The development of female education in Northern Rhodesia, 1925-63 : the case of Central Province

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Nyeko, janet
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The period 1883-1925 marked the beginning of formal western education in Northern Rhodesia. Most of the education provided was for young men. Lack of emphasis on women at this stage had an adverse effect on the later development of their education. After 1925 the government of Northern Rhodesia worked closely with missionaries to provide education for Africans. Regarding female education, government policy was basically that it would financially assist missionaries, but that women's education was to be left in mission hands. Government policies were influenced by such factors as economy, need for artisans and clerks, British government pressure, social and civic status of women in Britain and reaction of African parents. Four phases of government educational programmes and changes in policies have been identified. These are from 1925-38, 1938-^5, 19^5-57 and 1957-63. Missionaries' policies on female education were influenced by their priority of using education as a tool for evangelisation of Africans. The training of mothers and housewives was part of the evangelisation process. They were also influenced by their view of women generally and of African women in particular African parents at first viewed western education with suspicion« Girls' education seemed particularly unattractive at first. That was because traditional African education in NorthernI - Rhodesia was more strict on girls than on boys. Africans also found it difficult to justify girls education because of lack of employment for them. When more girls were employed after the I9^0s, parents were more keen to allow their daughters to go and stay in schools,In central Province, provision of lower primary education for girls was generally equal to that of boys after 19^5« However, government technical schools were for men and boys only. As late as 19&0, there was only one secondary school for girls in the province. That was despite the strategic position of the province, government and railway headquarters and mines, which attracted a lot of labour. One of the factors that inhibited the establishment of a government girls' secondary school in the province, and especially in the capital, was a disagreement between the Catholic and Protestant missions about a non-denominational school for girls. However, the Catholic societies were very important in providing girls' schools in the Province especially after 1957« In conclusion, educational facilities made available to women in Northern Rhodesia were both inadequate and in many cases did not prepare them for employment. The scarcity of women employed in both private and public sectors today is a direct result of the above. Socially, educated women were of a higher social status than their uneducated counterparts. They participated in many social activities outside their homes. Most of them were employed as teachers and nurses. After independence some educated women were appointed to responsible jobs in the party and its government. Finally, this study disputes the theory that colonial education lowered the status of women vis-a-vis men« It is argued that- from pre-colonial time to 1963» the status of women relative to men remained 1 unaltered. This was due to the maintenance of traditional division of labour and roles whether one was educated or not. The colonial system reinforced women's position but did not alter it.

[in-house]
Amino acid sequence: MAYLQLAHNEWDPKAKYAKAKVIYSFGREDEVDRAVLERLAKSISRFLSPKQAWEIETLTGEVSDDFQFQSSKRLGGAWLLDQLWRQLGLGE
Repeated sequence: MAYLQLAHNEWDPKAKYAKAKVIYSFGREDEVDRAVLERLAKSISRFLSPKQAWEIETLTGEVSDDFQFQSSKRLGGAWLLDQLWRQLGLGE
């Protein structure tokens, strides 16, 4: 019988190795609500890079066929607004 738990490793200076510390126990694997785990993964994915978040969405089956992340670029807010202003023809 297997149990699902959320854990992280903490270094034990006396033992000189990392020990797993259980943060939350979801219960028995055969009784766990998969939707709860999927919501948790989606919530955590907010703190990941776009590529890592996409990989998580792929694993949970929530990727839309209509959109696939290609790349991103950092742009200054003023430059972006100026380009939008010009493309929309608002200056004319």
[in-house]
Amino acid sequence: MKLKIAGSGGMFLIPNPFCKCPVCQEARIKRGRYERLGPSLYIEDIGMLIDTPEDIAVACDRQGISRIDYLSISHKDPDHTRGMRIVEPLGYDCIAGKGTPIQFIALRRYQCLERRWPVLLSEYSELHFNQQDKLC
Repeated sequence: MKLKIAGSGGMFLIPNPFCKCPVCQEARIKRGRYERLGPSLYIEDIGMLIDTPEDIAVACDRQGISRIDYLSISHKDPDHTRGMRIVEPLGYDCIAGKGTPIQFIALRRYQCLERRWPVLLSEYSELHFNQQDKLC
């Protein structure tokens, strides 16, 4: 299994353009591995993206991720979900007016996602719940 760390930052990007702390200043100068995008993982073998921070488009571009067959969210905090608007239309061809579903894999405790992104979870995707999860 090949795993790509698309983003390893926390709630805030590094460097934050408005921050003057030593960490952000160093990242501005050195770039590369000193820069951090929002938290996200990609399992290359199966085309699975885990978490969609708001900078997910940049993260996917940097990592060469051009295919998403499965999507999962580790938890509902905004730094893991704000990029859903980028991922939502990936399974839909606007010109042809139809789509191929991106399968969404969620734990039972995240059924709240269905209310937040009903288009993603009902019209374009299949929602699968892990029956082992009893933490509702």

Education -- Zambia -- Central Province , Education and state -- Zambia